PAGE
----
(Reuters) -Zoom Video Communications Inc announced a $14.7 billion all-stock deal to buy cloud-based call center operator Five9 Inc in its largest-ever acquisition, as competition intensifies in its core videoconferencing sector.
The teleconferencing services provider has become a household name and investor favorite in the year since the coronavirus pandemic, as businesses and schools adopted its services to hold virtual classes, office meets and socialise.
The San Jose, California-based company is now shifting focus to its two-year-old cloud-calling product Zoom Phone and conference-hosting product Zoom Rooms as bigger players Facebook and Alphabet’s Google amp up their video products.
“The acquisition is expected to help enhance Zoom’s presence with enterprise customers and allow it to accelerate its long-term growth opportunity by adding the $24-billion contact center market,” Zoom said in a statement on Sunday.
The acquisition will complement Zoom Phone service, an alternative to legacy phone offerings, by adding Five9’s business customers and combining its contact centre software to optimize customer interactions across channels, it added.
Five9’s customers include Under Armour, Lululemon Athletica Inc and Olympus Corp, according to its website.
Five9 will become an operating unit of Zoom and its chief executive, Rowan Trollope, will become a president of the company, staying on as chief of the unit after the deal, which is expected to close in the first half of 2022, it said.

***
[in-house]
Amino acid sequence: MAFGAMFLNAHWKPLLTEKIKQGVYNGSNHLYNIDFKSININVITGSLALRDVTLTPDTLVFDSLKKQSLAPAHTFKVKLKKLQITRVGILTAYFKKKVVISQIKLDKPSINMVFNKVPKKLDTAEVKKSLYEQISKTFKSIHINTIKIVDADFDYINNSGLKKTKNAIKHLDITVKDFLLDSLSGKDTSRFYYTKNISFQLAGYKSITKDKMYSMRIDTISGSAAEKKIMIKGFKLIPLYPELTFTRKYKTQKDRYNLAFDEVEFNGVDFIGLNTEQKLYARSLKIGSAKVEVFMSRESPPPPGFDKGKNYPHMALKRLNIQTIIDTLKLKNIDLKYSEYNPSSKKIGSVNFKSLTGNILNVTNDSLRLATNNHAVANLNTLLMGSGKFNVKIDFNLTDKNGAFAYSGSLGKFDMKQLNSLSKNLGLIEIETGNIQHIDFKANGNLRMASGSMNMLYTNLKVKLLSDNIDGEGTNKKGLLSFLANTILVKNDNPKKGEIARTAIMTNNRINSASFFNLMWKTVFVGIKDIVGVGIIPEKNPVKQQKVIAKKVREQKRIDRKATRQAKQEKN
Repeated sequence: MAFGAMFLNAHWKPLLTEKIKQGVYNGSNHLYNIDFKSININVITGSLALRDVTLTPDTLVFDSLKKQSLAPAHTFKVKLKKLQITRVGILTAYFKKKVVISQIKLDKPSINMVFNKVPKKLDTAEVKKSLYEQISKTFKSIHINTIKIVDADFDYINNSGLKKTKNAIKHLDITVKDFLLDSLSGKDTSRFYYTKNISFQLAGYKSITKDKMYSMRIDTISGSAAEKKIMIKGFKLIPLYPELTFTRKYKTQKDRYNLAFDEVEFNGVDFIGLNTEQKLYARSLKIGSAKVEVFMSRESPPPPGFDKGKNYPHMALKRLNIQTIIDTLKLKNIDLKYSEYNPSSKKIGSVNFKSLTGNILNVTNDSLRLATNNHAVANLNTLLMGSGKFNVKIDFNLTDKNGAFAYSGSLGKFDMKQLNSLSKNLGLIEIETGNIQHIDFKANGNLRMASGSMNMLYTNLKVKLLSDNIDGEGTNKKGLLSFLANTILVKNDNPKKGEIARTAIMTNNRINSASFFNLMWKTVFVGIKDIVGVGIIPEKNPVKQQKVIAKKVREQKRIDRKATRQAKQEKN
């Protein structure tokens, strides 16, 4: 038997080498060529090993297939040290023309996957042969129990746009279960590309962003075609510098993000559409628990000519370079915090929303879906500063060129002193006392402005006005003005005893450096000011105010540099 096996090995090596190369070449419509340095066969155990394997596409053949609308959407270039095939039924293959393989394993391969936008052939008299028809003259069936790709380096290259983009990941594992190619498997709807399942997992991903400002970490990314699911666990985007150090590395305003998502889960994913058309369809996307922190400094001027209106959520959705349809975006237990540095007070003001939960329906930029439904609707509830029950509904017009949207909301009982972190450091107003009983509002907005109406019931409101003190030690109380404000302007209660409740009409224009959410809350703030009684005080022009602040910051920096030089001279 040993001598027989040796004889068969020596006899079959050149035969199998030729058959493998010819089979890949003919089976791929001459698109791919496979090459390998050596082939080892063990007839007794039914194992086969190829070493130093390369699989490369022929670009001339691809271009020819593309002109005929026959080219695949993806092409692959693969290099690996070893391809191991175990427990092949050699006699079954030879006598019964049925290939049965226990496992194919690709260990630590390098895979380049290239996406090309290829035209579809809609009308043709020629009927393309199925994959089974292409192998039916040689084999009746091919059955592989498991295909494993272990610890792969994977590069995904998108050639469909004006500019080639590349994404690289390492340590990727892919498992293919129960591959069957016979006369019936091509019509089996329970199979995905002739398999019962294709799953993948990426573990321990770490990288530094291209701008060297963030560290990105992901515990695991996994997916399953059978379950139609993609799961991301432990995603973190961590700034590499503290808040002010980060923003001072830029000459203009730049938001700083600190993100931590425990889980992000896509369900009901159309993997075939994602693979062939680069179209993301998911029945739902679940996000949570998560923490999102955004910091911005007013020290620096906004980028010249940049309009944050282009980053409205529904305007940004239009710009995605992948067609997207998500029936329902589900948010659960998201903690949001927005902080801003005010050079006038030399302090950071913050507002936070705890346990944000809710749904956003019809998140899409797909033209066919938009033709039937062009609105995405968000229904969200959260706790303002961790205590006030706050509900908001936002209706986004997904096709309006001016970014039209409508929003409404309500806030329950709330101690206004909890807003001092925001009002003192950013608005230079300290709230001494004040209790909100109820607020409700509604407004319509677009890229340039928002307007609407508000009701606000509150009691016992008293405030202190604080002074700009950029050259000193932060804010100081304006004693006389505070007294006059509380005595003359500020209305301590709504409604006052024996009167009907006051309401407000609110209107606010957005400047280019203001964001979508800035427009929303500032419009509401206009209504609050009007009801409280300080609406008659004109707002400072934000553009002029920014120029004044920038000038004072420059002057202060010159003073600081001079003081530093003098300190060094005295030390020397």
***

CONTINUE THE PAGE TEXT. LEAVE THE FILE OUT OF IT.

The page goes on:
Under the pact, approved by the boards of both companies, Five9 stockholders will receive 0.5533 shares of Class A common stock of Zoom for each share of Five9, it added.
Based on the July 16 closing share price of Zoom Class A common stock, this represents a price of $200.28 for each share of Five9 common stock, or nearly a 13% premium, and an implied deal value of about $14.7 billion.
Shares in Zoom, which went public in 2019, rose 1.4% to $361.97 on Friday, valuing the company at around $106 billion.
Zoom rose 45% over the past year, as conferencing platforms, which also include Cisco Systems Inc’s Webex and Microsoft Teams, have seen a surge in usage due to the coronavirus pandemic that has spurred a seismic shift to online working, learning and socializing.
Global spending on cloud-based conferencing is forecast to reach $5.41 billion this year, up from $5.02 billion in 2020, according to tech consultancy Gartner. It does not track market share, but analysts cite Zoom and Cisco as the leaders.
Goldman Sachs advised Zoom and Qatalyst Partners advised Five9.
Reporting by Kanishka Singh in Bengaluru; Editing by Miyoung Kim, Clarence Fernandez and Gerry Doyle